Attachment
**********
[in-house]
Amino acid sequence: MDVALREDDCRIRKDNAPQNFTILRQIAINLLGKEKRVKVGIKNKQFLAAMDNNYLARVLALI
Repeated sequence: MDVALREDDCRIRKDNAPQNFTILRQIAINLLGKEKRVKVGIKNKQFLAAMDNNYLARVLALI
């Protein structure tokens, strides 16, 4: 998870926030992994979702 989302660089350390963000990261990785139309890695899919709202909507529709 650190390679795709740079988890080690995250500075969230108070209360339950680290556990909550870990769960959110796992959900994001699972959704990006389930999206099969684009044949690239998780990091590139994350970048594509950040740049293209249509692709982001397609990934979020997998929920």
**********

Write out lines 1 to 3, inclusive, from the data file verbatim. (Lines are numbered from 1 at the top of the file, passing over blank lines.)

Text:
[in-house]
Amino acid sequence: MDVALREDDCRIRKDNAPQNFTILRQIAINLLGKEKRVKVGIKNKQFLAAMDNNYLARVLALI
Repeated sequence: MDVALREDDCRIRKDNAPQNFTILRQIAINLLGKEKRVKVGIKNKQFLAAMDNNYLARVLALI